Mikhail Kopelman, Dmitry Sitkovetsky and Liana Gourdjia recall their studies with the doyenne of the Russian School of violin playing


Today (10 December) marks the 90th birthday of the Russian violin professor Maya Glezarova. To many outside Russia she will be unknown, but mention her name to virtually any Russian violinist and you will be greeted with inspired awe, respect and perhaps even subtle trepidation. For more than 20 years she served as one of the primary assistants to the great Russian pedagogue Yuri Yankelevich, and helped train some of the top Russian violinists performing today. When Yankelevich died in 1973, she was given her own class at the Moscow Conservatory, and in 1990, at an age when most are comfortably settling into retirement, she was formally named a professor. She continues to teach students from her home today. Here, three of her former pupils pay their respects to their teacher and recall the atmosphere of her most demanding lessons.

Mikhail Kopelman

Leader of the Kopelman Quartet and professor of violin, Eastman School of Music

When my parents brought me as a 13-year-old to the Moscow Conservatory to audition for the famous violin professor Yuri Yankelevich, he assigned me to his assistant, Maya Glezarova. Altogether I studied with her for 13 years, until the completion of my studies.

At the Conservatory I was a member of Yankelevich’s studio, but Ms Glezarova continued to work with me as his assistant. For the first two years of study, Ms Glezarova concentrated only on my technique, as my earlier training did not suffice for Professor Yankelevich. The process was extraordinarily painful. Everything had to be changed: my right and left hands, my vibrato, shifts and articulation. During this time I worked on and mastered countless exercises and etudes.

Maya Glezarova knew this territory like no one else. She was extremely demanding, never forgiving any mistake and bringing every exercise to perfection. Some of the other violinists could not endure such stress and were inclined to leave, but those who passed through her training became true professionals.

Maya Glezarova stands within the pantheon of the old great pedagogues who fully dedicated themselves to the upbringing of young musicians, often sacrificing parts of their lives as a result. As the assistant to Professor Yankelevich, she performed the most difficult work. She always distinguished herself with her modesty, shunned all empty display, and always remained in the shadows.

All of the musicians understood perfectly well the extent of Maya’s pedagogical prowess, and she remains a paragon of the highest level of professionalism. I personally consider myself fully a student of Maya Glezarova, and I am thankful to her every day.


Mikhail Kopelman with Maya Glezarova in 1988

Liana Gourdjia

Russian-born soloist and chamber musician based in Paris

My lessons with Maya Glezarova were far from being limited to the endless exploring of violin techniques. No detail escaped her eye. From the moment I walked into her famous class at the Moscow Conservatory, the lesson had begun. She always noticed the way one was dressed, the posture, the way we greeted each other and so on.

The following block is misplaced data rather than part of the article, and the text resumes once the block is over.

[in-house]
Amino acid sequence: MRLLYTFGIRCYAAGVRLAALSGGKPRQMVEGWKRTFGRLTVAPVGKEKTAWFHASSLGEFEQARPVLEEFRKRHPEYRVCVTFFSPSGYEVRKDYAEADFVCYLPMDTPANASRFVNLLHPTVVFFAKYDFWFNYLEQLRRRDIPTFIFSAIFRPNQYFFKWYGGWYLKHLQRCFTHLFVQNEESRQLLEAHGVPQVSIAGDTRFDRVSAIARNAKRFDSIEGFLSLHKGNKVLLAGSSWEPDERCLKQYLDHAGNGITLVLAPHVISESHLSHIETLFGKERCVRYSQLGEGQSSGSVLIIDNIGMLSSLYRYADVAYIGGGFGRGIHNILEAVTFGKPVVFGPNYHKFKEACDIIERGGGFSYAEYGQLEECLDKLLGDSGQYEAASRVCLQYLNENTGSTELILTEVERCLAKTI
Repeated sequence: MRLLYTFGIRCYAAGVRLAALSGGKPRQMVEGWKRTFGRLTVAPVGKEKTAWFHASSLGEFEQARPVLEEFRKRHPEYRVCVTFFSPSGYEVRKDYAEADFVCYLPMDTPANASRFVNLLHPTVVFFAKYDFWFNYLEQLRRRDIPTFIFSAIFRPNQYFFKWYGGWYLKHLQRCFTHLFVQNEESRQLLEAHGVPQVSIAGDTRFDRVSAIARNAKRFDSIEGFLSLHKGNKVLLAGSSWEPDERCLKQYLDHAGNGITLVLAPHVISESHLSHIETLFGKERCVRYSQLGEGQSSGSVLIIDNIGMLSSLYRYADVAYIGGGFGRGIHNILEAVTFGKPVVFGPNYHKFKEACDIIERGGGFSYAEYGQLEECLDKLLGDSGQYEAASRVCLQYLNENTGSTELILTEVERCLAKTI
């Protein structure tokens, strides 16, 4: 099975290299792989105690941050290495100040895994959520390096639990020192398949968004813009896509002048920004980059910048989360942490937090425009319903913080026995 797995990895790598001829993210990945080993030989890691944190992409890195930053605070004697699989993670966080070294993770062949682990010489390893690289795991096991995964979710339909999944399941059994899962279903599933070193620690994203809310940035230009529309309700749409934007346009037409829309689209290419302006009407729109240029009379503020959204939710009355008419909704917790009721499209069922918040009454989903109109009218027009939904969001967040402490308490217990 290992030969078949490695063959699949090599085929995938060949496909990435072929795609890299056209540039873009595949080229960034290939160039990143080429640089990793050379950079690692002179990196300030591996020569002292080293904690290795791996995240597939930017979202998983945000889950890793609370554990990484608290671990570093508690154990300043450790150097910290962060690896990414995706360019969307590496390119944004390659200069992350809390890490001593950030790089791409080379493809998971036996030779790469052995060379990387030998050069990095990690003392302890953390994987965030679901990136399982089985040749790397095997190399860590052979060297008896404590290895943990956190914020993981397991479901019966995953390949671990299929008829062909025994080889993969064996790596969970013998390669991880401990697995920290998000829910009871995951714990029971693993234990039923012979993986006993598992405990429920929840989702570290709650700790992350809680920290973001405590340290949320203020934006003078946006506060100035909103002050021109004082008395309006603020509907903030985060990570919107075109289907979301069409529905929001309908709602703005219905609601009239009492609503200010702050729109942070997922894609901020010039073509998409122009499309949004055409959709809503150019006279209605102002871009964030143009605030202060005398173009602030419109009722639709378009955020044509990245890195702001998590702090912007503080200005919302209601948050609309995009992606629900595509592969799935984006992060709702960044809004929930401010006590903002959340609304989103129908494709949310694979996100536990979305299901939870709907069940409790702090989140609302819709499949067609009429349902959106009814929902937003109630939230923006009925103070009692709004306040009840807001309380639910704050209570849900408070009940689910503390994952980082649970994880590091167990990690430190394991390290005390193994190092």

I always wanted to shine for her, in my intonation, my shifts, my sound, my phrasing, and in my whole being. During my time studying with her, Maya’s opinion superseded that of everyone else who mattered in my life. She counted the most. She knew how to make me feel at my most natural and at my strongest, physically and mentally, when I had to face the most difficult judge – myself.

During the years of my studies with Maya, there was still an old custom: we all had to change our shoes after entering the Conservatory, owing to the pounds of slushy dirt stuck to our boots after walking through Moscow’s winter-covered streets. Maya’s own attire was always impeccable. Her clothes were always ironed and beautifully matched, with perfect accessories. On one particularly nasty November day, I walked in with a new pair of shoes, which I absolutely did not wish to change, as I wanted my friends to notice them. (Having new shoes was an event back then.) From the moment Maya glanced at my shoes, I knew that they were condemned – all down to the tiny particles of leaves and a bit of dust from the streets!

My latest meeting with Maya took place earlier this year. I visited her residence in Moscow to sit in on a lesson. It was one of her painfully meticulous lessons on quality. No faulty note escaped her ears, no phrase without perfect taste was allowed to pass by. It was one hour of pure and constant listening. This was her greatest gift to her students: the understanding of how to listen. To this day, I believe that this is the most treasured knowledge a teacher can communicate to a student.


Liana Gourdjia with Maya Glezarova, 2014

Dmitry Sitkovetsky

Solo violinist, conductor, arranger, chamber musician and festival director

The Keeper of the Flame

In prehistoric times, when the early tribes were struggling to survive, the most important member of the clan was not the strongest hunter who killed the most mammals so the tribe could have more food, and not even the most fertile female who bore and cared for her offspring; it was the Keeper of the Flame. His only function was to keep the fire from dying so the tribe could keep warm and continue to survi